Quantity Words

Words which are denoting the quantity of the nouns are called Quantity-Words.

English has different adjectives to describe countable words and uncountable words.

Examples of countable nouns are:

Boys, men, elephants, questions, tables, shirts, computers etc…

Examples of Uncountable nouns:

Water, fire, rain, dress, sugar, sky, thirsty etc…

Different set of words should be used as adjectives in respect of countable nouns and uncountable nouns.

Countable nouns: Fewer, number of, , many etc…

Uncountable nouns: Less, amount, quantity, much, more etc…

Using the adjective ‘fewer’, ‘number of’ and ‘many’ for noun-countable nouns is wrong.

Similarly, using the adjectives ‘ less’, ‘amount’, ‘quantity’ and ‘much’ in respect of countable nouns is also wrong.

Example-1:

• Less boys than girls passed the test.

Here the adjective ‘less’ has been used for the countable noun ‘boys’. This usage is wrong one.

The correct sentence is:

• Fewer boys than girls passed the test.

Example-2:

• I like fewer sugar in coffee than in tea.

Here, the adjective ‘fewer’ has been used for the uncountable noun ‘sugar’. This usage is wrong one.

The correct sentence is:

• I like less sugar in coffee than in tea.

Example-3:

• The number of delegates who attended the conference exceeded the estimate.

Here also, the wrong adjective has been used for the countable noun ‘delegates’ in place of the adjective ‘number’

The correct sentence is:

• The amount of delegates who attended the conference exceeded the estimate.

These are perfect examples for the usages of Quantity-Words.

Example-4:

• The book sold 10,000 copies in hard cover, and almost thrice as much in paper-pack.

Here also the adjective ‘much’ has been used for the countable noun ‘books’ in place of the adjective ‘many’.

So the correct sentence is:

• The book sold 10,000 copies in hard cover, and almost thrice as many in paper-pack.



Example-5:

• The army had twenty less divisions two years ago that It has now.

Here also, the adjective ‘less’ has been used for the countable noun ‘divisions’ in place of the adjective ‘fewer’.

The correct sentence is:

• The army had twenty fewer divisions two years ago that It has now.

These are perfect examples for the usages of Quantity-Words.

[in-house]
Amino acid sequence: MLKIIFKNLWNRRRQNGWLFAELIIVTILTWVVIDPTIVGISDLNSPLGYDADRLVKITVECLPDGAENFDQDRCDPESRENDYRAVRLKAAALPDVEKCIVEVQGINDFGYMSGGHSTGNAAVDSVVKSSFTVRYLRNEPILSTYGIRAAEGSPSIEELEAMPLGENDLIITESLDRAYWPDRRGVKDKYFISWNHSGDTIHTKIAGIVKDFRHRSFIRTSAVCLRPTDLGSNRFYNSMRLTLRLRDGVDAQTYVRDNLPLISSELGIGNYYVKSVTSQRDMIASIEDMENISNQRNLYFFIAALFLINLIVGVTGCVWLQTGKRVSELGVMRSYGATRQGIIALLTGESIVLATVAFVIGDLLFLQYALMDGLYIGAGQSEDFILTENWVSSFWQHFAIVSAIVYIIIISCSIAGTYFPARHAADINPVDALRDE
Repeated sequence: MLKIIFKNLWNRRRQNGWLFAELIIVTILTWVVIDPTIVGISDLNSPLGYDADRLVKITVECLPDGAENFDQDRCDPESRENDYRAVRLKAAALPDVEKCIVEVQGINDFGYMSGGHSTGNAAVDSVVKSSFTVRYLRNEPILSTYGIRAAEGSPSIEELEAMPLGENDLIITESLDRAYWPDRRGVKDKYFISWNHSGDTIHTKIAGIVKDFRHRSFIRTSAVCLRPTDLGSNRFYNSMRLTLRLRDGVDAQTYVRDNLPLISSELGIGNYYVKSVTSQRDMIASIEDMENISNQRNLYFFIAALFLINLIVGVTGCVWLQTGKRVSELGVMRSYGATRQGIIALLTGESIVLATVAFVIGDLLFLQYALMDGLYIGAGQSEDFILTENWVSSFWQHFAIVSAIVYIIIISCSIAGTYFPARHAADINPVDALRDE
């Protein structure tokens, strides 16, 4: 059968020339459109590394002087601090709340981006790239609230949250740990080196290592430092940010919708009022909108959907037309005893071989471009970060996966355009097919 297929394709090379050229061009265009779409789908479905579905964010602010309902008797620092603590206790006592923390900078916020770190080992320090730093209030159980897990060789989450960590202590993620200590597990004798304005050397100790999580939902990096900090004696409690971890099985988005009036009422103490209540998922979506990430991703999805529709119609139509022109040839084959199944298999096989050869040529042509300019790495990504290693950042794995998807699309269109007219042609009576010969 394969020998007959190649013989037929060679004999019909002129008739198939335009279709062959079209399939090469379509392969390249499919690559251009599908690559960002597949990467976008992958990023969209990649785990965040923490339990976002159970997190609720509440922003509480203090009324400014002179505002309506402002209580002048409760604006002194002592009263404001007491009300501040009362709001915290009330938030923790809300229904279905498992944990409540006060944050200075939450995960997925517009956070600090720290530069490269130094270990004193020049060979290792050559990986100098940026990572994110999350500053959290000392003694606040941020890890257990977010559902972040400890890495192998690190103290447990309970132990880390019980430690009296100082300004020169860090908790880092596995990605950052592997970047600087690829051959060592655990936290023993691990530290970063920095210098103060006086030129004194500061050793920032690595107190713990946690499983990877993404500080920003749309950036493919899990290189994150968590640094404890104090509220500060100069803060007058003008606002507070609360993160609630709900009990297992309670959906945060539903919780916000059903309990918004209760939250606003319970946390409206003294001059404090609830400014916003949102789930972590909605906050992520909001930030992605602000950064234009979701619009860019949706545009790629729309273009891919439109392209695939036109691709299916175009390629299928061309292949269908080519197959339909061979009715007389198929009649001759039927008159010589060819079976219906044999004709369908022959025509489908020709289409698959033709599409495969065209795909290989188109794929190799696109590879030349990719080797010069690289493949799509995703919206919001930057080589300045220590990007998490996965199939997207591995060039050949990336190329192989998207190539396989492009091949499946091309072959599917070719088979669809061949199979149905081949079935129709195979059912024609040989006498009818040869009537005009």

Examples:

• Much of the words spoken by the speaker could not be heard because of the din.
• Many of the words spoken by the speaker could not be heard because of the din.

• I have less pants than shirts.
• I have fewer pants than shirts.

Use of ‘between’ and ‘among’:

The preposition ‘between’ and ‘among’ can not be substituted for each other.

The preposition ‘between’ should be used only when there are two items referred to.

When there are more than two items, the correct preposition to be used is ‘among’.

Examples:

• Among Clinton and George, it is George who is older. (Incorrect)
• Between Clinton and George, it is George who is older. (Correct)

• Between the three girls, Anne is the tallest. (Incorrect)
• Among the three girls, Anne is the tallest. (Correct)

• Between Asia, Africa and America, Asia has the largest area. (Incorrect)
• Among Asia, Africa and America, Asia has the largest area. (Correct)

• Among, the Indian and Korean, the former is usually taller than the latter. (Incorrect)
• Between, the Indian and Korean, the former is usually taller than the latter. (Correct)

These are perfect examples for the usages of Quantity-Words.

Use of ‘each other’ and ‘one another’:

Similarly ‘each other’ must be used while referring to only two persons.

When there are more than two persons, the correct phrase to be used is ‘one another’.

Examples:

• The two brothers are so different that they have nothing in common with one another. (Incorrect)
• The two brothers are so different that they have nothing in common with each other. (Correct)

• Ten of us study together for the test, and we help each other with the lessons. (Incorrect)
• Ten of us study together for the test, and we help one another with the lessons. (Correct)

These are perfect examples for the usages of Quantity-Words.

Comparative and Superlative degrees:

English are different forms of comparisons when two nouns are compared and when more than two nouns are compared.

Example-1:

• Between Clinton and George, the former is the tallest.

Here only two nouns are compared so only the Comparative Degree of Comparison should be used in place of Superlative Degree of Comparison.

The correct sentence is:

• Between Clinton and George, the former is taller.

While using the superlative degree of comparison, you should always use ‘the’ before it.

These are perfect examples for the usages of Quantity-Words.

Examples:

• Copal is tallest student in the class. (Incorrect)
• Copal is the tallest student in the class. (Correct)

• She is most loyal among all the staff in the company. (Incorrect)
• She is the most loyal among all the staff in the company (Correct)

These examples might have revealed the secrets of using the right Quantity-words in your sentences.

Go to the Advanced English Index to continue.



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